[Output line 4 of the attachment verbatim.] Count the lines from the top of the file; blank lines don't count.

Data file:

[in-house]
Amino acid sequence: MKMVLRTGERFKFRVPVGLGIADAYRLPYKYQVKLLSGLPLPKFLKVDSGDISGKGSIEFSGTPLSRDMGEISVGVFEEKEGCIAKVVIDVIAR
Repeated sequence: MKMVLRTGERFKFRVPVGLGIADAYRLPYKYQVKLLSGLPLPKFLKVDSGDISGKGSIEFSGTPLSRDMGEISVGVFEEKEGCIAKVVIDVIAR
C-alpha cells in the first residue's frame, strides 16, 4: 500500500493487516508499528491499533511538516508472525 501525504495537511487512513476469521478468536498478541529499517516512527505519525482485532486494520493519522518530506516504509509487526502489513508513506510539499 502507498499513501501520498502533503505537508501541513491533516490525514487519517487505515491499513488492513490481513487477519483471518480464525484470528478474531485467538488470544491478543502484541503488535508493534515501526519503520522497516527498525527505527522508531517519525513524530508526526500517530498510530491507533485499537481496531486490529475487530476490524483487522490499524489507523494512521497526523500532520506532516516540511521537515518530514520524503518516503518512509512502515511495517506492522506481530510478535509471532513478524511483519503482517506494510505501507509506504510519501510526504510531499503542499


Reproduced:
C-alpha cells in the first residue's frame, strides 16, 4: 500500500493487516508499528491499533511538516508472525 501525504495537511487512513476469521478468536498478541529499517516512527505519525482485532486494520493519522518530506516504509509487526502489513508513506510539499 502507498499513501501520498502533503505537508501541513491533516490525514487519517487505515491499513488492513490481513487477519483471518480464525484470528478474531485467538488470544491478543502484541503488535508493534515501526519503520522497516527498525527505527522508531517519525513524530508526526500517530498510530491507533485499537481496531486490529475487530476490524483487522490499524489507523494512521497526523500532520506532516516540511521537515518530514520524503518516503518512509512502515511495517506492522506481530510478535509471532513478524511483519503482517506494510505501507509506504510519501510526504510531499503542499